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Monday, October 08, 2007

IT Budget Agenda 2008

Spending for IT goods and services is expected to grow next year, as organizations enter a new phase of technology acquisition.  In 2008, IT will experience an 8 percent increase in spending over 2007 purchasing budgets—-that’s 3 percent more than in 2007, said Andrew Bartels, an analyst at Forrester Research, in Cambridge, Mass.  For 2008, spending patterns are expected to begin to change, as companies focus more on increasing productivity than in cutting costs.  “Forrester talks about two periods of technology acquisition, which we call ‘tech digestion’ and ‘innovation growth,’” Bartels said.

During tech digestion, acquisition is all about price and ease of use, with budgets primarily driven by return on investment calculations.

There’s a large focus on infrastructure rationalization and process automation—-pretty much what’s characterized technology acquisition for the past seven years or so.

Next year will signal a point of transition, as we’ll see a whole new level of investment for the next four or five years.  Purchases will be driven more by functionality and less by ROI calculations.  “There will be a shift from making processes more efficient to helping companies optimize business results by adding analytics and vertical industry knowledge,” said Bartels.

According to Forrester research, software spending will show the greatest increase over 2007, rising by 10 percent, fueled by the drive for greater productivity as well as the spread of virtualization software in the data center.

Communications equipment purchasing will show the greatest percentage increase (9 percent more than the 2007 budget), heavily influenced by carrier infrastructure investment.  Communications equipment purchasing by enterprises will be more modest, growing at 6 percent more than 2007 budgets.

The budgets for computer equipment will show a slightly lower growth, at 4 percent, than it did in 2007, while budgets for IT services and outsourcing will jump by 8 percent.

Discussions with industry analysts and IT professionals indicate that terms such as “security” and “disaster recovery” still have a place on IT’s agenda, but moving up fast are terms including “green IT,” “data analytics” and “knowledge transfer.”

This latter term is particularly important: The increasing mobility of workers means that organizations suffer when individuals take their knowledge and intelligence with them.

Web 2.0 technologies, such as wikis, blogs, and enterprise tagging and bookmarking systems, are being looked at as one approach for capturing that intelligence.  “Learning in major organizations is just repeated constantly,” said Keely Flint, enterprise information architecture program manager, at Bupa Health, based in the United Kingdom.  “We developed a library of use cases so that people might come to a central repository to trigger ideas for new projects or gain guidance for existing projects.”  The vice president of IT at Fuji Film, in Valhalla, N.Y., said he’s automated pretty much everything that can be automated.  Next year he’ll start using Microsoft’s SharePoint platform for collecting latent information in the organization.  “We have intranets and our internal Web sites, but everybody has their drawers stuffed with information, so the idea is to promote the use of SharePoint as a common platform,” Pelligrino said.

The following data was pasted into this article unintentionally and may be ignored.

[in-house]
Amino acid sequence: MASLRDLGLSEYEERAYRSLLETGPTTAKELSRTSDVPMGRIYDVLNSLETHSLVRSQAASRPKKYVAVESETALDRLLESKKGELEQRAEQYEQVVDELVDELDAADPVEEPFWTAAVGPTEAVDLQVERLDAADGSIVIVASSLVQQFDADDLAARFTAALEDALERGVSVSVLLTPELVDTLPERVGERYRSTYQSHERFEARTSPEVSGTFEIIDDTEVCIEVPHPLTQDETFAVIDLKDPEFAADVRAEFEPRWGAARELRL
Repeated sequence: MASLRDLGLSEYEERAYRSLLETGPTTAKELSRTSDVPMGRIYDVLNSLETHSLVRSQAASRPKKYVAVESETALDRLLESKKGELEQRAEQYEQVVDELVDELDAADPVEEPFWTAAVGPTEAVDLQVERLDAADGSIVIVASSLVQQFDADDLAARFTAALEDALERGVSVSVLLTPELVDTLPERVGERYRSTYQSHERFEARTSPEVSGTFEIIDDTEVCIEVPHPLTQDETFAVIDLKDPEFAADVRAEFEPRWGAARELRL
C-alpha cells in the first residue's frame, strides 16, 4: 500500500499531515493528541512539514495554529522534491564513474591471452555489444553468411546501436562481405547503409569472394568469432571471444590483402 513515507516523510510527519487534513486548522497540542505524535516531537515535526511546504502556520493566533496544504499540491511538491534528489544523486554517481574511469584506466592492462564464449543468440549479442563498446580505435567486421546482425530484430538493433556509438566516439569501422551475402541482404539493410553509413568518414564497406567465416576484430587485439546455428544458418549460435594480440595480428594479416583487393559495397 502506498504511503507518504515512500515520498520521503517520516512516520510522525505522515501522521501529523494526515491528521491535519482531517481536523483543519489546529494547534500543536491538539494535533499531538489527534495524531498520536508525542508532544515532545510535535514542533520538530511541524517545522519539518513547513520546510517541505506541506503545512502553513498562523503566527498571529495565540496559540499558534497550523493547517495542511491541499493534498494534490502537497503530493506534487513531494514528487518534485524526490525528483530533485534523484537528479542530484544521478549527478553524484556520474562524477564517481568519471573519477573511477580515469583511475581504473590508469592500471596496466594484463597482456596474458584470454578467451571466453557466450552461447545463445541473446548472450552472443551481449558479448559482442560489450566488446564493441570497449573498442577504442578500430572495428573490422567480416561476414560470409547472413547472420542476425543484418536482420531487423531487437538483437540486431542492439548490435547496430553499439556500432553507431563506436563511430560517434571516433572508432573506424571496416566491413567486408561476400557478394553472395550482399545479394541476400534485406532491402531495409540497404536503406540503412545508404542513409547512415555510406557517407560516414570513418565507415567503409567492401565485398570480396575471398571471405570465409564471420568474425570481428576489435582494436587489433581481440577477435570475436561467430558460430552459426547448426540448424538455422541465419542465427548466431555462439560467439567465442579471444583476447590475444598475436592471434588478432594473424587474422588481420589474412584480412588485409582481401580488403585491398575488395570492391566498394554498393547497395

Pelligrino added that some of these technologies don’t have obvious ROI.

GE Real Estate’s IT budget is expected to increase by 3 percent to 5 percent next year, according to CIO Hank Zupnick, and a major business priority for the company, a business unit of GE Commercial Finance, is electronic content management for providing easy access to business documents such as tenant leases and third-party vendor contracts.

These tools include a case management system for the county’s mental health facility and an expanded point-of-sale system at the county’s amusement park, Rye Playland, said Westchester County CIO Norm Jacknis.

Data center reorganization and consolidation continue to be major projects for many companies, driving investments in virtualization, storage, blade servers and more effective management tools.

As part of that effort, GE Real Estate is deploying WAFS (wide-area file services) in 30 North American regional offices in place of traditional file and print servers, with “significant success,” Zupnick said.

During 2006 and 2007, Fuji Film rolled out most of its SAP implementation and put into place much of the necessary infrastructure for the platform.

A safer answer may be the “verticalization” of broad-based applications: the process of applying industry knowledge to mined data, allowing companies to gain deeper insight into their businesses.

http://www.eweek.com/print_article2/0,1217,a=216693,00.asp

Posted on 10/08
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